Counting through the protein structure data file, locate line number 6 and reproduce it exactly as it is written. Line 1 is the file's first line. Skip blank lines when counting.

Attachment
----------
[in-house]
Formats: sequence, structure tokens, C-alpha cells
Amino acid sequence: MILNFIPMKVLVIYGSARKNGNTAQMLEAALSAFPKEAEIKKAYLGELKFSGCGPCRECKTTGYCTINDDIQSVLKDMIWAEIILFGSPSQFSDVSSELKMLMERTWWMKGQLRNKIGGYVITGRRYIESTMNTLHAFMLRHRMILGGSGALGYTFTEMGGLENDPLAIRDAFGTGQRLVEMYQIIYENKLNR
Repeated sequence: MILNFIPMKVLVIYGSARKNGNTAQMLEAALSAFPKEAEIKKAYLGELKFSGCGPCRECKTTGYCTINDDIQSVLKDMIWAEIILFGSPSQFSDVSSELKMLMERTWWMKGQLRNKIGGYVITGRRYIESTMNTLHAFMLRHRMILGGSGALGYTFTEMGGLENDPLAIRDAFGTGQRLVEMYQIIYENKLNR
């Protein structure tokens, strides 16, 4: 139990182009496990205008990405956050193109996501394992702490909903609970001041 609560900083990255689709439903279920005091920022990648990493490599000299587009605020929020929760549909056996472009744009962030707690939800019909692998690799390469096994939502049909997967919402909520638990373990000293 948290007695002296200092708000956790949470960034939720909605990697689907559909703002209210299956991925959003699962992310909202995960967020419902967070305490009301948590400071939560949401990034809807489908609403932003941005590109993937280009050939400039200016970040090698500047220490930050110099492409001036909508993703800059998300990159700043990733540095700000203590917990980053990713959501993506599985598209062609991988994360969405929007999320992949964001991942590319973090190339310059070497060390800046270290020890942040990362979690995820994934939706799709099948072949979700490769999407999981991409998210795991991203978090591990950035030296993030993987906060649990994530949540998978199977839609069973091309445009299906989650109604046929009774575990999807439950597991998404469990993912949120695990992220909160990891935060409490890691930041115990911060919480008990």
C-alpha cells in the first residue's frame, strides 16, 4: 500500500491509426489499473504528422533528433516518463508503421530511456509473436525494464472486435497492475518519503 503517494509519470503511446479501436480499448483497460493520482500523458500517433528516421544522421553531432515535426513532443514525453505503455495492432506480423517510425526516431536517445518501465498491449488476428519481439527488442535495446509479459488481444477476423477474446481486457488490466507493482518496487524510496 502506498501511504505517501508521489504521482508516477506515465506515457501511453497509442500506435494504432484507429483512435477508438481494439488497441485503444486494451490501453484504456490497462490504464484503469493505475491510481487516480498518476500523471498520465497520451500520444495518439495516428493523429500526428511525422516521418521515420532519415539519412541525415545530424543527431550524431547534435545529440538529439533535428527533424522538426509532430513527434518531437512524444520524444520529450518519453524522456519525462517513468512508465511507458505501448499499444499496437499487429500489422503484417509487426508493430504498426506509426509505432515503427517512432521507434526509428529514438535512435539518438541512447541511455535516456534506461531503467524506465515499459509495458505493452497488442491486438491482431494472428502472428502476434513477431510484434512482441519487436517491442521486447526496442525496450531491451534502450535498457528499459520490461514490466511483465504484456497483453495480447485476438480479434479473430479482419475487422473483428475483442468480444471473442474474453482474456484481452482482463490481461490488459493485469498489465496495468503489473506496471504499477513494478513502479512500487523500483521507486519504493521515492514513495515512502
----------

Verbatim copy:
C-alpha cells in the first residue's frame, strides 16, 4: 500500500491509426489499473504528422533528433516518463508503421530511456509473436525494464472486435497492475518519503 503517494509519470503511446479501436480499448483497460493520482500523458500517433528516421544522421553531432515535426513532443514525453505503455495492432506480423517510425526516431536517445518501465498491449488476428519481439527488442535495446509479459488481444477476423477474446481486457488490466507493482518496487524510496 502506498501511504505517501508521489504521482508516477506515465506515457501511453497509442500506435494504432484507429483512435477508438481494439488497441485503444486494451490501453484504456490497462490504464484503469493505475491510481487516480498518476500523471498520465497520451500520444495518439495516428493523429500526428511525422516521418521515420532519415539519412541525415545530424543527431550524431547534435545529440538529439533535428527533424522538426509532430513527434518531437512524444520524444520529450518519453524522456519525462517513468512508465511507458505501448499499444499496437499487429500489422503484417509487426508493430504498426506509426509505432515503427517512432521507434526509428529514438535512435539518438541512447541511455535516456534506461531503467524506465515499459509495458505493452497488442491486438491482431494472428502472428502476434513477431510484434512482441519487436517491442521486447526496442525496450531491451534502450535498457528499459520490461514490466511483465504484456497483453495480447485476438480479434479473430479482419475487422473483428475483442468480444471473442474474453482474456484481452482482463490481461490488459493485469498489465496495468503489473506496471504499477513494478513502479512500487523500483521507486519504493521515492514513495515512502